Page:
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The Witch is the unnamed main antagonist in the fairytale of Hansel & Gretel (though in some versions, she is known as the Gingerbread Hag and in Engelbert Humperdink's 1892 opera she is called Rosina Leckermaul - the German translation of the name being "Raisin Sweet-tooth"). She is portrayed as an evil and cannibalistic witch who resides in a home made out of gingerbread and other assorted sweets, which she uses to lure the two protagonists into her home with the intention of eating them. She is one of folklore's best known characters, and the idea of a gingerbread house and witch has been recycled countless times in many movies, cartoons and comic books.

Biography

Hansel and Gretel were two unfortunate children who had been abandoned in the forest by their father on the request of their wicked stepmother, despite Hansel's clever attempt to find his way home using bread crumbs the two children end up lost in the forest due to birds eating the aforementioned bread crumb trail.

The Gingerbread House

The Gingerbread House

Lost and hungry, the two children stumble across a house made of gingerbread and decorated with all manner of sweets. Unable to contain themselves the two children begin to eat the house only to find out it is occupied by an evil witch who proceeds to lock Hansel in a cage while forcing Gretel to do housework - all the while the witch feeds Hansel food to fatten him up in preparation for roasting in an oven: however as the witch tends to the oven Gretel manages to sneak up behind her and tosses her into the oven - padlocking it behind her and killing the witch.

Hansel and Gretel proceeded to stay at the now deceased witch's home for a couple of days, getting food and finding a few valuable gold coins, which they used to "live happily ever after".

Moral

The likely moral of this fairytale is to be wary of strangers. In many ways, it was the first "don't take candy from strangers" type tale - though in sad reality the story was likely not so much designed as a moral one but rather a reflection on the fact that in medieval times many families were forced to abandon their children during times of famine, this is reflected in the fact that the original fairytale had no stepmother in it but rather had the children's true mother convince her husband to abandon her children so they could be adopted by someone who could give them a better life.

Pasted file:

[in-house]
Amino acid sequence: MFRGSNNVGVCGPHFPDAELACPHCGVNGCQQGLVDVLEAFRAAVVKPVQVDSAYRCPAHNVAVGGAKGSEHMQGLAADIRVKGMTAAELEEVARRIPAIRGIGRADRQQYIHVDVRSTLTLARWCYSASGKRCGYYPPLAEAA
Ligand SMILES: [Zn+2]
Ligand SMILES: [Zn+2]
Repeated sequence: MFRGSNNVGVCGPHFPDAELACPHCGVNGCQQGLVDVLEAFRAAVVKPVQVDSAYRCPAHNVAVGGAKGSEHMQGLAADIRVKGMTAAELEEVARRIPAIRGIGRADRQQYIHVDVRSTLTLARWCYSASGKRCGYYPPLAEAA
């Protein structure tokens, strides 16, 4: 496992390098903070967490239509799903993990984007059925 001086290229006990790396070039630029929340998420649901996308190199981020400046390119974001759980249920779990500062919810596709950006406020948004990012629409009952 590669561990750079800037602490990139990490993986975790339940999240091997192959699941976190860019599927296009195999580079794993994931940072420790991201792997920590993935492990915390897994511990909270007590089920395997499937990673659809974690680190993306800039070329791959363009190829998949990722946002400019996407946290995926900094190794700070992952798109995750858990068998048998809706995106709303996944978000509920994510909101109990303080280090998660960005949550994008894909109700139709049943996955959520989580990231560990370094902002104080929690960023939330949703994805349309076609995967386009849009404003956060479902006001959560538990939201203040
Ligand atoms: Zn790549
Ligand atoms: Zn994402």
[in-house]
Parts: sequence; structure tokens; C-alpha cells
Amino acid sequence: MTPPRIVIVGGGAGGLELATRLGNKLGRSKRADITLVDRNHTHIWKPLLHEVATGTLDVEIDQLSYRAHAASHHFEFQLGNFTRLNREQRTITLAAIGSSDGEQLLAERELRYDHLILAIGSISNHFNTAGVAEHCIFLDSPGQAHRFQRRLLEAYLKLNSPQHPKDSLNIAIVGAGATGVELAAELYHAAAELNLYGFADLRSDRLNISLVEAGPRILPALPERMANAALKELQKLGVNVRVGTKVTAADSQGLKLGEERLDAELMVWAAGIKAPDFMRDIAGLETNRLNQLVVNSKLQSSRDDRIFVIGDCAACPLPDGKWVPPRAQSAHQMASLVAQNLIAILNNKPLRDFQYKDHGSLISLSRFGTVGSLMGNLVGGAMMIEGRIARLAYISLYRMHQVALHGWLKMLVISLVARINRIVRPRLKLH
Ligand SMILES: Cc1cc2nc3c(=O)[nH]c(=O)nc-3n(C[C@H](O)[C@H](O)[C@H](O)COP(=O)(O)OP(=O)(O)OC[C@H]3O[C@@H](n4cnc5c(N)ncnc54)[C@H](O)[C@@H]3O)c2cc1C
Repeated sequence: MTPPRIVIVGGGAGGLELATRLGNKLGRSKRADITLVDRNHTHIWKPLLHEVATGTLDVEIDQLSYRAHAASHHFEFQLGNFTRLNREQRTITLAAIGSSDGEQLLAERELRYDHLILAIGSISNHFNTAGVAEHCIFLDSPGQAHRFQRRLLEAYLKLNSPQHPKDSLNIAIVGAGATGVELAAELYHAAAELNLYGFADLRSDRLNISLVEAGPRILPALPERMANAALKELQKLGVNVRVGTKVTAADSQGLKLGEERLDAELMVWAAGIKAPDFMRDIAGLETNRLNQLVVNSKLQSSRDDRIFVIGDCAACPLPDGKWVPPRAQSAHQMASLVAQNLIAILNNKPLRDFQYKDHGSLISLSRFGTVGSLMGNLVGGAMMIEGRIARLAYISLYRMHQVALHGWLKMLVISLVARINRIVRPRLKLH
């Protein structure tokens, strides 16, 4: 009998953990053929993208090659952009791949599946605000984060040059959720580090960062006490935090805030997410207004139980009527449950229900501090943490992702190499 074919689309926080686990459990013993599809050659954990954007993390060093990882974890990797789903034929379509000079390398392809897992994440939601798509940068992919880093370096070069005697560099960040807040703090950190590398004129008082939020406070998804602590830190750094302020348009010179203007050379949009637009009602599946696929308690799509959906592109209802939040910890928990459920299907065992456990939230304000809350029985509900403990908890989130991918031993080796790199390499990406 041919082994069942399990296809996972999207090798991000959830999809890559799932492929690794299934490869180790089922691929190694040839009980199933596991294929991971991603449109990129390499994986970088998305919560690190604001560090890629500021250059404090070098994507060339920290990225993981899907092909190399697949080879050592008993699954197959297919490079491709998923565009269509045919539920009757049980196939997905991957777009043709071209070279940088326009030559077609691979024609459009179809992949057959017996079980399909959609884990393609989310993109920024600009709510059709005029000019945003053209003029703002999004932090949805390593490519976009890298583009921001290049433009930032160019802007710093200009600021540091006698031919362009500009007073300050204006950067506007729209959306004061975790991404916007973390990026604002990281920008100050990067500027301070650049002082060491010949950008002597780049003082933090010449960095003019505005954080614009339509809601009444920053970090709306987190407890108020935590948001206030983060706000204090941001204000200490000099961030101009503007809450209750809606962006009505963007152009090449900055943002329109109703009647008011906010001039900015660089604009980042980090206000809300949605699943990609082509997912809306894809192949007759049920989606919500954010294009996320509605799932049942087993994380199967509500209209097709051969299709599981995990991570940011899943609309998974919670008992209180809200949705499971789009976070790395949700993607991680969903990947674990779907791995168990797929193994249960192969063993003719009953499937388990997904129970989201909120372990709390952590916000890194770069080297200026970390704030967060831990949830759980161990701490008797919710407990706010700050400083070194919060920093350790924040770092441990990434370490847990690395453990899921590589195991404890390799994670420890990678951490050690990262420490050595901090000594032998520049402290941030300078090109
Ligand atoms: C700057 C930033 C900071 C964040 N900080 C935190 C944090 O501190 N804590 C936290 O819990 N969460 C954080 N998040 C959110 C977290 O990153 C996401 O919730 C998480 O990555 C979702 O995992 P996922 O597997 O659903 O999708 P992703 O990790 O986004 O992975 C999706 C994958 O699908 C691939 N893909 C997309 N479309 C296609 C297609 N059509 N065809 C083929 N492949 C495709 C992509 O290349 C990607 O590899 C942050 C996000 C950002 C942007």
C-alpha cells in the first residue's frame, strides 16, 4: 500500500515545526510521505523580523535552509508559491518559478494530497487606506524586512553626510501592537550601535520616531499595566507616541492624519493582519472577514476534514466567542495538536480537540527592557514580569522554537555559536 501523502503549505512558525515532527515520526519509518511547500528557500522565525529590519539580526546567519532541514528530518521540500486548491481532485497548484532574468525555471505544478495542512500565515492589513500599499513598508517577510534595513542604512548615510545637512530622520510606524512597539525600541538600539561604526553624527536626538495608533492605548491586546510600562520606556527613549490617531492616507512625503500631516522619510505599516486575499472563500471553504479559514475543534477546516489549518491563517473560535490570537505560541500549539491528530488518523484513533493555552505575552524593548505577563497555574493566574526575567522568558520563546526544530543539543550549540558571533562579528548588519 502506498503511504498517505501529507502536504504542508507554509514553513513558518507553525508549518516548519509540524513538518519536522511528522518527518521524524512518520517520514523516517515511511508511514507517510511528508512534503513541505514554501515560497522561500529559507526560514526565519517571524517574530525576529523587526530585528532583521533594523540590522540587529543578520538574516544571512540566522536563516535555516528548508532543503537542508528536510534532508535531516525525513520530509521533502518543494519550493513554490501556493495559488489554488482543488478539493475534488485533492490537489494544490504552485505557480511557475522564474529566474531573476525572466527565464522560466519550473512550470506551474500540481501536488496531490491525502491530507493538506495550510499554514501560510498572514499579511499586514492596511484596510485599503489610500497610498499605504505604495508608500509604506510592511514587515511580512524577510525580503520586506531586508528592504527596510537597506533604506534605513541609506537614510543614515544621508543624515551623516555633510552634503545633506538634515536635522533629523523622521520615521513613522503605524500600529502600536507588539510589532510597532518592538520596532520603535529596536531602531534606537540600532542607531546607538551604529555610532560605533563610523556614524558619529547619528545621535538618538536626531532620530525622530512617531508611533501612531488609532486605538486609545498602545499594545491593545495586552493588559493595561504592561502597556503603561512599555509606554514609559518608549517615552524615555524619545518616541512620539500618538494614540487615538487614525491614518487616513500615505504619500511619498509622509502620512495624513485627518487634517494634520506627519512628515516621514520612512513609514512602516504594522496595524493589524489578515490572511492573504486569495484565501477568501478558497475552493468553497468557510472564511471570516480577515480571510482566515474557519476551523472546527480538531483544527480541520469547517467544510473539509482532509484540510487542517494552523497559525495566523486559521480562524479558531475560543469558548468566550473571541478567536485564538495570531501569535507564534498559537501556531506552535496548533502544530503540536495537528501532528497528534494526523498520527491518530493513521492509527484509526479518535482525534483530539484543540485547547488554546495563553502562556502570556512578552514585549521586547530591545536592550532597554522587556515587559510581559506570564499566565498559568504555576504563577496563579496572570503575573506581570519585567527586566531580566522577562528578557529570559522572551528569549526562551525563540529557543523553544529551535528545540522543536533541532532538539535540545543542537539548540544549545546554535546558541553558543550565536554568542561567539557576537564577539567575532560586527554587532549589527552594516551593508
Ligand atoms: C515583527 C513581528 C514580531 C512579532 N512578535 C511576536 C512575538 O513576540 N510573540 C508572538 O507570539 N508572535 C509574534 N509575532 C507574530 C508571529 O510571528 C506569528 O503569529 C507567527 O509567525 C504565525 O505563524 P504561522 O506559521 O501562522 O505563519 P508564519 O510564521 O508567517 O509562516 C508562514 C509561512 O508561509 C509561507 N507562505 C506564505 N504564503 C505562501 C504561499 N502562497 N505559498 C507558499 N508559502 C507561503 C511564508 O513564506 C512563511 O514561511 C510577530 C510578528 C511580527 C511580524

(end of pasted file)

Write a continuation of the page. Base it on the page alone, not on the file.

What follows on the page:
In Other Media

  • The Candy Witch

    The Candy Witch from Hansel & Gretel: Witch Hunters.

    The unidentified Witch, under the name "Candy Witch", serves as both the owner of the "Candy House as well as of her ineffectual magic wand and a minor antagonist in the beginning of the 2013 supernatural dark fantasy movie Hansel & Gretel: Witch Hunters.
  • The Witch appears in Once Upon a Time named as the Blind Witch and she lives in a colorful Gingerbread House. She is the main flashback antagonist of True North and returns in the fifth season as a resident of the Underworld. A second version appears in the seventh season as a member of the Coven of the Eight.
  • The Witch has a counterpart who appears in the Disney short Babes in the Woods, once again as the main antagonist. She is turned into a statue in the end of the short.
  • Holda the Witch

    Holda the Witch from Gretel & Hansel.

    The Witch, yet her name is "Holda", serves as the main antagonist of the 2020 grim supernatural horror movie Gretel & Hansel. Her house in the film is not made out of gingerbread nor decorated with all manners of other confectionery treats like in the original fairytale, but rather it is constructed out of wood and with a triangular roof above the main entrance door within the perimeter of it's iron bar gate within her woods, most importantly, her house does contain all sorts of food including some cookies and cake as well as "milk" (yet strangely there was nothing in her forest for anyone to draw milk, not even a cow) used to charm and entice children "invited" in.

Trivia

  • Though Gretel pushes the Witch into the oven in most versions of the story, some other versions, especially those for younger children, have Gretel not doing anything and the Witch falling into the oven by accidentally tripping into it. This is likely done to not make Gretel look like a murderess.
  • In the stage play "Hansel and Gretel" by Franz von Pocci, the Witch is replaced by a cannibalistic naturalist called Professor Fleischmann.
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